EDMOND — Have you ever heard of refinancer’s remorse or home remodeler’s remorse?
Buyer’s remorse is real, and it certainly affects homebuyers caught in multiple-offer situations who ended up paying more for a house than the sellers themselves asked for.
Maybe not, but probably, with buzz that housing bubbles are starting to buzz again. A burst bubble in a local market, which is the only kind of housing market, makes per definition damage to the prevailing market prices.
We will see what damage foreign investors do here if they find they have overplayed this local market and paid too much and decide to cut their losses.
Refinancer’s Regret? My wife and I just did a cash-out refi and I’ve had a twinge or two: Oh, Lord, what have we done to our equity?!
Lost it, it was, and for something that’s a great antidote to refinance man’s remorse: remodeling this old house we’ve lived in for almost 23 years, or at least doing some upgrades and repairs.
Just in time, some remodeling ideas came from a survey by the National Association of Real Estate Agents and the National Association of the Renovation Industry.
Repainting the interior, adding a home office, installing hardwood floors and renovating cabinets all earned a perfect “Joy Score” of 10, according to the study, 2022 Remodeling Impact Report.
Cool. Repairs are on our list, and new light fixtures, a little landscaping, some long-delayed plumbing repairs, and a bathroom remodel, so involved, will be more of a rescue.
Our interior paint is OK and a spare bedroom has been my home office since 1999 and is fine as is.
Maybe we should pivot and go for fresh paint and new flooring instead. We could use more joy in life. Who couldn’t?
No, getting our second bath back in service alone will make us jump for joy. But it might inspire us to do more. We didn’t want to be alone. In the survey, 86% of respondents said that remodeling one area of their home then inspired them to remodel other areas.
Rather, it inspired most of them to hire a remodeler, at least for some of the work.
More than a third of homeowners who responded, 35%, hired a professional for their entire project, while 28% said they hired someone for the job but bought the materials themselves, and 22% did the entire project themselves from start to finish.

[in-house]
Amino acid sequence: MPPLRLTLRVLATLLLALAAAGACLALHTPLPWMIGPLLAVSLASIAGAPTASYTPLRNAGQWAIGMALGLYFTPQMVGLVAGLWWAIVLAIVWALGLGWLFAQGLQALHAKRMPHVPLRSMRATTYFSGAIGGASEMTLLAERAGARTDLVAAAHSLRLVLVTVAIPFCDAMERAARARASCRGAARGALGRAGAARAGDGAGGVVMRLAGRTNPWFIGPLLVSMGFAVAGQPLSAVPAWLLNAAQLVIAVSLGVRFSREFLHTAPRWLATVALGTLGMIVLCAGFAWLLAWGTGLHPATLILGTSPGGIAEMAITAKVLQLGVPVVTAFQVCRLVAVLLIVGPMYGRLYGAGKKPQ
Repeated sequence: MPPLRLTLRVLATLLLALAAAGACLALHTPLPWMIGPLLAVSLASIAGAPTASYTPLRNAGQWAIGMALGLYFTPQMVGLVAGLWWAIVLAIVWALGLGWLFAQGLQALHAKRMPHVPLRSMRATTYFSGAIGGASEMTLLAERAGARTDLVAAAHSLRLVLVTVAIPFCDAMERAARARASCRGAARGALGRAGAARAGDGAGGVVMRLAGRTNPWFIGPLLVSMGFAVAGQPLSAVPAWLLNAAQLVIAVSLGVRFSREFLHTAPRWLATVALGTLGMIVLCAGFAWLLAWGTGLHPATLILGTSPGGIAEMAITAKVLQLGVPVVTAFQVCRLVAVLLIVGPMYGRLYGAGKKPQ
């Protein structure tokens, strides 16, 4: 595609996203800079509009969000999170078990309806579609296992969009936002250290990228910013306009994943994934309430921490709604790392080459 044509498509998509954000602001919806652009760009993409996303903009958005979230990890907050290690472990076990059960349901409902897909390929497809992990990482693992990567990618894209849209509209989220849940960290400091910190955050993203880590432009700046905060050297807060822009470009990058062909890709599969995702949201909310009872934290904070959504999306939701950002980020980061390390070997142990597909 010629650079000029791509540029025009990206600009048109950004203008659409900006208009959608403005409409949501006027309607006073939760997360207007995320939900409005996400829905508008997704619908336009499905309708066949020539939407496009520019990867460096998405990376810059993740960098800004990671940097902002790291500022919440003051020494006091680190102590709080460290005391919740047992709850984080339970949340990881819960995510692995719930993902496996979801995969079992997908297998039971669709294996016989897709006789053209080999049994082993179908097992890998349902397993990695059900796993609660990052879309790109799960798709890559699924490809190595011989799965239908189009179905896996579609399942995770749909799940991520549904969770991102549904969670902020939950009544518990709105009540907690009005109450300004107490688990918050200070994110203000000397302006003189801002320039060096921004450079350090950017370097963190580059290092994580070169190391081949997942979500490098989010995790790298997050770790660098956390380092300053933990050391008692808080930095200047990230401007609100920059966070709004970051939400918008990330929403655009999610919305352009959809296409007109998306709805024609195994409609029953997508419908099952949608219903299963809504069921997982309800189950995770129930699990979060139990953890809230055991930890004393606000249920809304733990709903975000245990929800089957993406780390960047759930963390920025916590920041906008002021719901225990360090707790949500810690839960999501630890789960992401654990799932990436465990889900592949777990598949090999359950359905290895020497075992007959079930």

We get someone in for the plumbing work because it will probably require tearing up the floor and we are not plumbers or floor blasters. Someone will be brought in to take care of the new lights because we are not electricians either.
Bad knees and feet—requiring surgery, postponed again and again because of our worries about COVID—keep us from doing some things ourselves. I like to work in the garden but just can’t right now. I’m pretty sure I can redo the closet.
Kitchen upgrades were also popular with respondents, earning a satisfaction score of 9.8. Almost a third, 32%, said they would overhaul the kitchen to upgrade worn surfaces, finishes or materials. The second most important reason, 20%, was to add features and enjoyment.
The average kitchen remodel costs about $45,000, according to the remodeling association. The real estate agents estimated that $30,000 of this could be recovered when the home is sold, a recovery rate of 67%.
The estimated cost recovery for refinishing wooden floors was the highest at 147%. New wooden floor was at 118%. An insulation upgrade was 100%, as was new roofing and a new garage door.
Of course, the reasons why people remodel vary, according to the survey.
For some people, it started when they were stuck at home in 2020 and early 2021 due to the coronavirus, although 83% said they would have remodeled with or without the pandemic.
Homeowners spent about $420 billion on remodeling in 2020 alone, the survey found.
More than a third of respondents, 35%, said “the most important outcome from their remodel was improved functionality and livability,” the survey said, and 14% “reported beauty and aesthetics as a result of their remodel.”
So the desire for better function trumped the desire for better form.
“Our research revealed that homeowners tend to take on a remodeling project for a number of reasons,” said Jessica Lautz, vice president of demographics and behavioral insights at the National Association of Realtors.
In some cases, she said in a report on the research, “Homeowners were content to spruce up a room with a simple coat of paint, while in other cases families decided to take on the task of renovating an entire attic or basement to add additional living space to Their home.
“The pandemic has changed the way we use our homes, and many of these changes are here to stay. As a result, homeowners have had to reconfigure or remodel how they use their homes and maximize space.”
Another big reason for remodeling is the hope of an increase in home value by those who are considering selling, Lautz said, which is a big reason why a lot of the things that need to be done on our house haven’t been done.
We are not looking to sell, much to the dismay of the investor types who call and text every day and even mail to get us.
Nix. This has been home for over 20 years and almost will be until and unless we decide to move closer to the best granddaughter in the known universe and her mom and dad, down around Houston, but if that is the case, don’t Anytime. soon.
No, we fix the place, mainly because it’s tired and we’re tired of looking at it – and having to wait or rush with only one bathroom.
Senior business writer Richard Mize has covered housing, construction, commercial real estate and related topics for the newspaper and Oklahoman.com since 1999. Contact him at [email protected]